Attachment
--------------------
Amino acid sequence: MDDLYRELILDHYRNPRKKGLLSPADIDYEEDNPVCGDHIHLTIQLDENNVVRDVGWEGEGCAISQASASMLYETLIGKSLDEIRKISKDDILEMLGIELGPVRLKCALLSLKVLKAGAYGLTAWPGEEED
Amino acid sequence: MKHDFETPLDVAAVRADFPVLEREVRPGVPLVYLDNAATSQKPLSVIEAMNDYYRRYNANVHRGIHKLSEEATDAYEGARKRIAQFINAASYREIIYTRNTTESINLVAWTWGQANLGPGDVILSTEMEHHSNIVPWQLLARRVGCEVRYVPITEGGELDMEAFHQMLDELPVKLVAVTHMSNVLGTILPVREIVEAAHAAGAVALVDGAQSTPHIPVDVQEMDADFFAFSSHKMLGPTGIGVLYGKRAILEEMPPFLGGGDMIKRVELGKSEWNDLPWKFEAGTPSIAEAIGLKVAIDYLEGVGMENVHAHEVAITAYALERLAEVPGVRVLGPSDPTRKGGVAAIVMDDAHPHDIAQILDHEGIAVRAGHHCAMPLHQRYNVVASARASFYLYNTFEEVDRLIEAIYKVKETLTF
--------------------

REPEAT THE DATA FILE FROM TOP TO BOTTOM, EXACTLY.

Amino acid sequence: MDDLYRELILDHYRNPRKKGLLSPADIDYEEDNPVCGDHIHLTIQLDENNVVRDVGWEGEGCAISQASASMLYETLIGKSLDEIRKISKDDILEMLGIELGPVRLKCALLSLKVLKAGAYGLTAWPGEEED
Amino acid sequence: MKHDFETPLDVAAVRADFPVLEREVRPGVPLVYLDNAATSQKPLSVIEAMNDYYRRYNANVHRGIHKLSEEATDAYEGARKRIAQFINAASYREIIYTRNTTESINLVAWTWGQANLGPGDVILSTEMEHHSNIVPWQLLARRVGCEVRYVPITEGGELDMEAFHQMLDELPVKLVAVTHMSNVLGTILPVREIVEAAHAAGAVALVDGAQSTPHIPVDVQEMDADFFAFSSHKMLGPTGIGVLYGKRAILEEMPPFLGGGDMIKRVELGKSEWNDLPWKFEAGTPSIAEAIGLKVAIDYLEGVGMENVHAHEVAITAYALERLAEVPGVRVLGPSDPTRKGGVAAIVMDDAHPHDIAQILDHEGIAVRAGHHCAMPLHQRYNVVASARASFYLYNTFEEVDRLIEAIYKVKETLTF